That spanner will be exacerbated by the effects even a benign Brexit will have on the flourishing and growing economic and social links between the two parts of the island. The food industry especially has developed strong cross border links and integrated production while thousands commute to work daily in both directions. Whatever happens in the negotiations, there will be a shake-up, the extent yet to be determined. And here dovetailing, not at all neatly, with the Brexit event, Covid 19 intrudes.
There is simply no getting away from the ubiquitous Covid 19. The history of the Virus in the North was for long very similar to that on the rest of the island. Indeed for quite a time the North seemed to be doing dramatically better than its counterpart. During the first wave, from March to the end of May 2020, the North (with roughly 40% of the population) reported 4716 cases and 523 deaths, compared to 24,990 cases and 1649 deaths in the Republic, a substantially lower figure proportionately, even allowing for differences in reporting and recording. Indeed Northern Ireland’s death rate from the virus, then and now, remains the lowest in the UK and below that in the Republic. For the next three months the numbers of cases and deaths in both parts of the island grew only slightly, as it appeared that the measures taken were working. At the end of August Northern Ireland had 7245 reported cases and 560 deaths while the Republic reported 28,811 cases and 1777 deaths.
Then effectively the wheels came off, particularly in the North, as restrictions were eased and the second wave began to kick in – a pattern common to most other European countries (Nordics and Baltics and several others excepted). On 24 September the North had 9950 cases; just over four weeks later that figure has trebled to 31,034, while the Republic has also recorded sharp increases, though less severe, from 33,444 ( 24 September) to 54,476 yesterday. The North’s rate of increase is now the highest in the UK and far outstrips that in the Republic. Thus far deaths have not kept pace – 634 and 1871 respectively – reflecting the trend elsewhere in Europe as the disease is now hitting younger and less vulnerable sectors of the population – though whether deaths will continue relatively low as the numbers infected grow remains to be seen.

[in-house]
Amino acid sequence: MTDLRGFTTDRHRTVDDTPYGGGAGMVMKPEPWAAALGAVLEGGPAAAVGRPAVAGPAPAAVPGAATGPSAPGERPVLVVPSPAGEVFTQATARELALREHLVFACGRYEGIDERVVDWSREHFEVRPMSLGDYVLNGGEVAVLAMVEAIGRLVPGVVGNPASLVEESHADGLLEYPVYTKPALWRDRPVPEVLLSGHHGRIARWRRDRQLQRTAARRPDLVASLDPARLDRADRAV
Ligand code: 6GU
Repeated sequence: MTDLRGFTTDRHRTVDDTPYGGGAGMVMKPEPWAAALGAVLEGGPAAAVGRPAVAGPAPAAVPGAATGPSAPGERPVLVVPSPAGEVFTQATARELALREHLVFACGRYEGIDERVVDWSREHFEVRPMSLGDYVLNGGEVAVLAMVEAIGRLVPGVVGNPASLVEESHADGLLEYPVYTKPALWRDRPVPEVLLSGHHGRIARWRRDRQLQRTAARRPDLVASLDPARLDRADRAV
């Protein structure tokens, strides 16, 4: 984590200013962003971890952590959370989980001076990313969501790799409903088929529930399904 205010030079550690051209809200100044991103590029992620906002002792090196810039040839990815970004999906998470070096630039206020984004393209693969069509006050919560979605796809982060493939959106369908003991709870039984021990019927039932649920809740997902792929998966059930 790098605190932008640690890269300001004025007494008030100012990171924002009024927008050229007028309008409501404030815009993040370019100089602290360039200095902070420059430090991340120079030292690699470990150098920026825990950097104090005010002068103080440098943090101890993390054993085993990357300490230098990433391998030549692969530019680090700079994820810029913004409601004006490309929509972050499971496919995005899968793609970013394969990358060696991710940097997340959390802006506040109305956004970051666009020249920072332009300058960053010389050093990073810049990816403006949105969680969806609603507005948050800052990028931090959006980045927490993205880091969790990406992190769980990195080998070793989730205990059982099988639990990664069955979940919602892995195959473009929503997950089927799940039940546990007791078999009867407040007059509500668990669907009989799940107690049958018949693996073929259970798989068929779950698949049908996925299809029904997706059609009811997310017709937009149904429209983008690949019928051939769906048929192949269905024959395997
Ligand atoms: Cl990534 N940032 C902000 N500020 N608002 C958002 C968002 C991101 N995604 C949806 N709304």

The surge in the North has not developed asymmetrically. For whatever reason Derry and Strabane, closest to the Border ,have seen the highest rise in cases, followed by Belfast , Mid Ulster, Newry and Mourne, all, interestingly, predominantly Nationalist areas. Significantly also, and proof that the Virus does not recognise borders, the areas worst hit in the South include the three adjacent Ulster Border counties, Donegal, Cavan and Monaghan. Clearly there has been spill-over, a reflection of the increased cross border contacts on the ground since 1998. This has led, naturally to calls for an all-island, all-Ireland approach to Covid control measures.
While there is close cooperation there is no sign at present of a single integrated approach. Indeed the DUP Agriculture Minister, Edwin Poots, has dragged Covid into the political arena by observing several days ago that infection rates in Nationalist areas were six times those in Unionist ones. Poots denied his remarks were sectarian citing “poor political leadership” by Sinn Fein, including attendance at the Bobby Storey funeral , had helped bring this about. Clearly community relations in the North have some distance still to travel. Poots, incidentally, is a “young earth creationist”, rejecting evolution and believing the world was created around 4000 B.C.